A newspaper photographer identified plaintiffs' exhibits 1, 2 and 3 as prints of photographs taken by him and correctly portraying the scene he witnessed when he entered the Urban apartment. Exhibits 1 and 3 are photographs showing firemen applying pulmotors and administering oxygen to Mr. and Mrs. Urban, who are unconscious on the davenport bed in the living room.

The gas hot water heater had a 3-inch vent pipe leading into a circular entrance hole in the wall, 6 inches in diameter and extending through 5 inches to a flue, which terminated just above the roof. The flue chamber leading to the roof was rectangular. The flue chamber ended about 5 inches below the 6-inch entrance hole, forming a well about 5 inches deep. The flue was one of two flues in a common brick chimney, separated by a 4-inch brick wall. One flue serviced the Urban second floor apartment, and the other serviced the first floor apartment. The Urban apartment flue had but two openings — the 6-inch inlet hole leading from the kitchen and the other opening, being the outlet, where the flue ended just above the roof. The chimney, containing the two flues, had 4-inch brick walls, one wall being flush with and a part of the building wall. The two flues were side by side, so that the back of each flue chamber was part of the external building wall. The front of the chimney extended into the building proper, with each apartment inlet hole being directly opposite the external wall. The two flues project above the roof, each ending with a 24-inch circular tile extension.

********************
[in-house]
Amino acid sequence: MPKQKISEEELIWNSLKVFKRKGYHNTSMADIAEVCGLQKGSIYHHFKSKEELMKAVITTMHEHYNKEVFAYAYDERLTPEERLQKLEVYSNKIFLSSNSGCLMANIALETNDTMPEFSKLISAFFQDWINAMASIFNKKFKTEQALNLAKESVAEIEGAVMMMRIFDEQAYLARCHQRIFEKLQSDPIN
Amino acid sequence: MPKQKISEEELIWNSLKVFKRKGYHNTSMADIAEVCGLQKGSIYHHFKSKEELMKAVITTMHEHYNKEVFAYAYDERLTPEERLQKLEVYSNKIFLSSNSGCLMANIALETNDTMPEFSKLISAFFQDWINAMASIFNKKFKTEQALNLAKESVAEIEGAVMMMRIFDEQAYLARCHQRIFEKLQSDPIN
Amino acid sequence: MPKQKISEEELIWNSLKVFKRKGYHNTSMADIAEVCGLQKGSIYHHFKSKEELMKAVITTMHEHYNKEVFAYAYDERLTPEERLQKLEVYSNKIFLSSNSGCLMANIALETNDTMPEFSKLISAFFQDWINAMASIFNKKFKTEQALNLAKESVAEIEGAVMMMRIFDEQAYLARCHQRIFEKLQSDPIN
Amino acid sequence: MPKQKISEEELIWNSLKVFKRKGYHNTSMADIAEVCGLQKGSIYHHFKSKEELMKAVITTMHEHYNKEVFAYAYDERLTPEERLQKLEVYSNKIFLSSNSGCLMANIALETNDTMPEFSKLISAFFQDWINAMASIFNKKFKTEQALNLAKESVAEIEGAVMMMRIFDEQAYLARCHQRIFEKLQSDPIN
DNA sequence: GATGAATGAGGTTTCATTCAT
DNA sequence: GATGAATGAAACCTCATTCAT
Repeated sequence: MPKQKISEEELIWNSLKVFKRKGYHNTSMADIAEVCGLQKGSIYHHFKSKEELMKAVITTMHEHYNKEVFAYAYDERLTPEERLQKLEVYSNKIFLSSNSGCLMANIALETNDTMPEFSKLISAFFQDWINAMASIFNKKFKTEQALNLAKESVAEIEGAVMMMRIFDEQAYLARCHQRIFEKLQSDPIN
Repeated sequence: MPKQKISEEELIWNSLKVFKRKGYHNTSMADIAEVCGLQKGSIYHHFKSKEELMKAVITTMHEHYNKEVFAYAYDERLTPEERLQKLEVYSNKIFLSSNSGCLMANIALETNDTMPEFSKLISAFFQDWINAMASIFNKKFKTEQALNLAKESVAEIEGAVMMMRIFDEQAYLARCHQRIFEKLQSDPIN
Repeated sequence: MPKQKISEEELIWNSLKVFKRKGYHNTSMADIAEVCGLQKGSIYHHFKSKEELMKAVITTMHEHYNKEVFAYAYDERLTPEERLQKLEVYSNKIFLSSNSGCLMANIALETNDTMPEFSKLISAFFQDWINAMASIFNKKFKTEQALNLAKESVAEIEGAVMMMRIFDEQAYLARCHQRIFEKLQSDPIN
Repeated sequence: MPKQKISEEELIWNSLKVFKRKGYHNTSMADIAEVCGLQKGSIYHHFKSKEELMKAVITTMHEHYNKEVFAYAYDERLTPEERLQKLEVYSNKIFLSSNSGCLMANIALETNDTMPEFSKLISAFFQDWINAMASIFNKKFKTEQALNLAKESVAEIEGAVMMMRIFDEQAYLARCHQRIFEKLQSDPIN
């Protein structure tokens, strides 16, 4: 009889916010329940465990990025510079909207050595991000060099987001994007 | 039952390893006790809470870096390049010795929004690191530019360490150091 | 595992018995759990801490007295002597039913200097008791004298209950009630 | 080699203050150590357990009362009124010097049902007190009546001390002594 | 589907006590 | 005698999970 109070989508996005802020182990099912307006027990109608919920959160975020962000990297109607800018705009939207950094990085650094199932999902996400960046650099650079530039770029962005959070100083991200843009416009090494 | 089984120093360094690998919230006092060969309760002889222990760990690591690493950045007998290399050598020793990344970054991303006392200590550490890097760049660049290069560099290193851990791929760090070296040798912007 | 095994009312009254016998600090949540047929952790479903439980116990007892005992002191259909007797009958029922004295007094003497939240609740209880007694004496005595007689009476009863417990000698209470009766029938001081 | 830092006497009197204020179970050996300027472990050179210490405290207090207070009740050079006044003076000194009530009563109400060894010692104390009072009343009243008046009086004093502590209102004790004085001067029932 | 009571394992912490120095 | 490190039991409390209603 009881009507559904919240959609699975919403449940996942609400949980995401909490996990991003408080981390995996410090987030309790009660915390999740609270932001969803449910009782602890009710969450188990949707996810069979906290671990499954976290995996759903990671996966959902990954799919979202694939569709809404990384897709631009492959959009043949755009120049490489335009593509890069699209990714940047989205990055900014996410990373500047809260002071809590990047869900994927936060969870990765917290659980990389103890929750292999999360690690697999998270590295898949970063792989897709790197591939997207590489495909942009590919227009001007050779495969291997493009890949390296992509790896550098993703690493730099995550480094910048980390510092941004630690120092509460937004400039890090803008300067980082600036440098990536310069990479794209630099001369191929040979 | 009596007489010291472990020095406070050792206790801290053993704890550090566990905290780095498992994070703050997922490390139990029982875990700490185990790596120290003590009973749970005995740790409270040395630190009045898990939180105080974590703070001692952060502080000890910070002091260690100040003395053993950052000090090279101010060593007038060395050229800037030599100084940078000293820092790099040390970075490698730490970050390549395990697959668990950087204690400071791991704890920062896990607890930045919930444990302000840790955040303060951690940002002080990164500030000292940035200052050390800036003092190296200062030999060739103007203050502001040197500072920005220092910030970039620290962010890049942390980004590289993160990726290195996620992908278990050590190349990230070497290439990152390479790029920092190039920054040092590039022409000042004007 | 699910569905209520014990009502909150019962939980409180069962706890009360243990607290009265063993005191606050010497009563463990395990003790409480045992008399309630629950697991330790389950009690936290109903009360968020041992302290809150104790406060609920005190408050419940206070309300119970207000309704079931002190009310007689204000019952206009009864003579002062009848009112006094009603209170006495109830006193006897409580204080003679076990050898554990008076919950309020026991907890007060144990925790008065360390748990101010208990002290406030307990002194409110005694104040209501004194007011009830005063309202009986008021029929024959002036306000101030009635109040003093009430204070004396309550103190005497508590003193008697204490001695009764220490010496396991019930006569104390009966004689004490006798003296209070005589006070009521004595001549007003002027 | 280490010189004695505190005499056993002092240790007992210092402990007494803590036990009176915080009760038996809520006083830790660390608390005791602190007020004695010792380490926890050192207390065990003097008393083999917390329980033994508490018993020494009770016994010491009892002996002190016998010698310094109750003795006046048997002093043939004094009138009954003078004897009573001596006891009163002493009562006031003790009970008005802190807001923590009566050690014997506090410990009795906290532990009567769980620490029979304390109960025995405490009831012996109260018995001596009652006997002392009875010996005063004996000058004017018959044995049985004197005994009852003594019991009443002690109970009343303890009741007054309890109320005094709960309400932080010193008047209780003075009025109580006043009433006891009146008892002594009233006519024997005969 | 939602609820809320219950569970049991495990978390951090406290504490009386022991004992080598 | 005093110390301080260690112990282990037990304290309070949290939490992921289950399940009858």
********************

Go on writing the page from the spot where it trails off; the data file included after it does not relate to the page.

The gas hot water heater was lighted with a match and turned off and on by hand. It had been installed in the apartment previous to the occupancy of the Urbans and had been used by the Urbans from time to time to heat water during their two-year occupancy, prior to the occurrence. There was no testimony by anyone as to the removal of the vent pipe leading into the flue chamber at any time prior to the date of the occurrence. Apparently the Urbans were month-to-month tenants, and there is no testimony to indicate any agreement on behalf of the landlord to make repairs to the apartment rented to the Urbans.

The principal question is whether or not the landlord defendant retained sufficient control of the flue chamber involved in this case, to give rise to a duty to maintain it in a reasonably safe condition, and precluding a finding in his favor as a matter of law.

In the absence of special agreement, a tenant takes the premises as he finds them, subject to his own risk, and there is no implied covenant that they are fit for habitation or that they are in any particular condition of repair. Farmer v. Alton Building & Loan Ass'n, 294 Ill. App. 206, 212, 213 (1938); Shields v. J.H. Dole Co., 186 Ill. App. 250, 255, 256.